Pedestrians who walk along older state highways are at a greater risk of being fatally struck by a motor vehicle, according to a new report. This increased pedestrian accident rate is present even on streets with sidewalks, indicating that New Jersey transportation need to do more to make streets safer for walkers and bicyclists.
The report, which was completed by the nonprofit watchdog group Tri-State Transportation Campaign, analyzed pedestrian accidents between 2008 and 2010. The group labeled eight New Jersey highways as the state's "most dangerous roads for walking," and encouraged the New Jersey Department of Transportation to consider making the roads more pedestrian-friendly during planned upgrades.
According to a DOT spokesman, many of New Jersey highways were simply not designed with pedestrians in mind when they were initially built. "They tend to be arterial roads that were built long ago for auto travel, linking distant destinations. Now they have shopping malls and developments built along them and they were never designed to accommodate bicyclists and pedestrians," he said. "It's a difficult task to build those accommodations after the fact."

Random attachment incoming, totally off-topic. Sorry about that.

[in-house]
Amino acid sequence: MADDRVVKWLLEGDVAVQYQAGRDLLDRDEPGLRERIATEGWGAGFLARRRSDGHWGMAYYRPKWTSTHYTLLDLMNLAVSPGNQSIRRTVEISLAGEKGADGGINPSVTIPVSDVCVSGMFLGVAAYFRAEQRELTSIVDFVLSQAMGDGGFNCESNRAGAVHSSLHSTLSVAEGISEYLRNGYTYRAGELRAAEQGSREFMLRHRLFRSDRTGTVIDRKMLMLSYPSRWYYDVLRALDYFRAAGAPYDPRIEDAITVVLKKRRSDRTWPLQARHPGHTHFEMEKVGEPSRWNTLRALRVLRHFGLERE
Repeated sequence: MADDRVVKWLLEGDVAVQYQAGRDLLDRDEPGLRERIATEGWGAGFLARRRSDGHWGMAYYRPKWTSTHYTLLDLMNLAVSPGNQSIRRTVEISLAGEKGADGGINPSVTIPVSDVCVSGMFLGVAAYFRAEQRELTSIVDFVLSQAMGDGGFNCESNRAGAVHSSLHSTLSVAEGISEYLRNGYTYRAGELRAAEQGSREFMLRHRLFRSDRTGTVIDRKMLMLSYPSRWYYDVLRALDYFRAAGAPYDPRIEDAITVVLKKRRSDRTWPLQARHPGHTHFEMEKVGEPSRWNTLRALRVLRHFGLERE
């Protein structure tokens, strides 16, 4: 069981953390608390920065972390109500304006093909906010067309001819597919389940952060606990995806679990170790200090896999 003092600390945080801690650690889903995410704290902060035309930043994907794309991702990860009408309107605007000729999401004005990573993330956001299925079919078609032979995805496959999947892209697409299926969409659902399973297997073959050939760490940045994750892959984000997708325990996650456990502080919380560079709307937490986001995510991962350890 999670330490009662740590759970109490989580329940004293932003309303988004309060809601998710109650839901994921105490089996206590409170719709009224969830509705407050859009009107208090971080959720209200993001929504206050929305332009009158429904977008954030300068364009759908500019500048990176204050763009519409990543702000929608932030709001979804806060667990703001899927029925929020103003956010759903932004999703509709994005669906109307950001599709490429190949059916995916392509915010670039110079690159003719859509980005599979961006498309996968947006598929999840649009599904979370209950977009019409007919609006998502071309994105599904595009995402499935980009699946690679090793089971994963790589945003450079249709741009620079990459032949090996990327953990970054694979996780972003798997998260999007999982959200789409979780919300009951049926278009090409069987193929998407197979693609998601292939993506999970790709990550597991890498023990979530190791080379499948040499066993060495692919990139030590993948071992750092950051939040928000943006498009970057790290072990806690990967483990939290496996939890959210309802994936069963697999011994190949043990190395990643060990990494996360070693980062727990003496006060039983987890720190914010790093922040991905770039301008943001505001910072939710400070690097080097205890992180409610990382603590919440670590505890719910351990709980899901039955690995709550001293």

However, under the DOT's new Complete Streets policy, updated and reconstructed roads will contain safety measures for pedestrians such as countdown traffic signals, better crosswalks and pedestrian islands for wide roads. But because it is difficult to retrofit highways when they are not undergoing major upgrades, it will take some time before all New Jersey streets become 'complete.'
If you or a family member has been hit by a car while walking or bicycling on a New Jersey road, please contact Breslin & Breslin for a free consultation with a personal injury attorney.
Source: Asbury Park Press, "Older NJ highways deadliest for pedestrians," Larry Higgs, Mar. 7, 2012